Nike’s ‘direct-to-customer’ strategy is taking shape
Nike’s recent quarterly results may not have set the world alight, but hidden in their midst was perhaps the most important takeaway of Nike’s year so far: its plan to sell straight to customers is evolving. There are obvious benefits to cutting out the middlemen in Nike’s customer journey – control of brand perception, no need to share revenue – but there are risks too. Still, that hasn’t dented Nike’s enthusiasm, and last quarter, the company saw a 19% rise in sales made directly on its own web store. Its brick-and-mortar retail operation also rose by 5% during the quarter.
The company’s CEO Mark Parker said that he was obsessed with making shopping more personal, saying “retailers who don’t embrace distinction will be left behind.” To this end, Parker told investors on the earnings call Tuesday that Nike was planning to offer “the most personal, digitally connected experiences” in the industry.
“While changing your approach is never easy, Nike has proven before that when we do, it’s always ignited the next phase of growth for our company,” he added.
Still, Nike will be conscious of what it’s leaving behind: the benefit of using retail stores to sell your products is that it makes it really easy to pitch different things to different demographics. And Nike is an expert at this type of merchandising. It can send its expensive, limited edition sneakers somewhere upmarket, its low-end products to equally low-end stores, and fit everything else in somewhere round the middle. The company’s biggest challenge may be replicating this efficient system on its own. But, if it can get it right, the payoff could be enormous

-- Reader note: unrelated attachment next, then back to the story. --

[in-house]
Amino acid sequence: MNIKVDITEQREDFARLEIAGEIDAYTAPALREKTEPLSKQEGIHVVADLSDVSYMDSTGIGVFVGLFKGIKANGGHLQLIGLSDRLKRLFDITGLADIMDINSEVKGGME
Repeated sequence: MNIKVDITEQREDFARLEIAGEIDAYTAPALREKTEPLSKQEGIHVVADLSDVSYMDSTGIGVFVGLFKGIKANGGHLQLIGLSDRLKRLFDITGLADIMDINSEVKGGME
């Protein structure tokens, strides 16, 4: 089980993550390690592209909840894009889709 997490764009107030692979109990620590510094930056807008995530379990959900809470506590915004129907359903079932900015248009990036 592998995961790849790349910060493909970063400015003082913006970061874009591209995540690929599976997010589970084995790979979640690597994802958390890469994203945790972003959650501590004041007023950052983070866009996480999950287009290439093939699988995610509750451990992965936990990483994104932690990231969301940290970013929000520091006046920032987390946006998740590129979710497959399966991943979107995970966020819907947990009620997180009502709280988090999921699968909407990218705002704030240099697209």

Dominion holds Nike in its Global Trends Luxury Fund.
If you would you like to receive the Newsfeeds daily, please click here to sign up now!Help us make this Newsfeed better by rating this article. 1 star = Poor and 5 stars = Excellent
- Click here to print this story: Print
The views expressed in this article are those of the author at the date of publication and not necessarily those of Dominion Fund Management Limited. The content of this article is not intended as investment advice and will not be updated after publication. Images, video, quotations from literature and any such material which may be subject to copyright is reproduced in whole or in part in this article on the basis of Fair use as applied to news reporting and journalistic comment on events.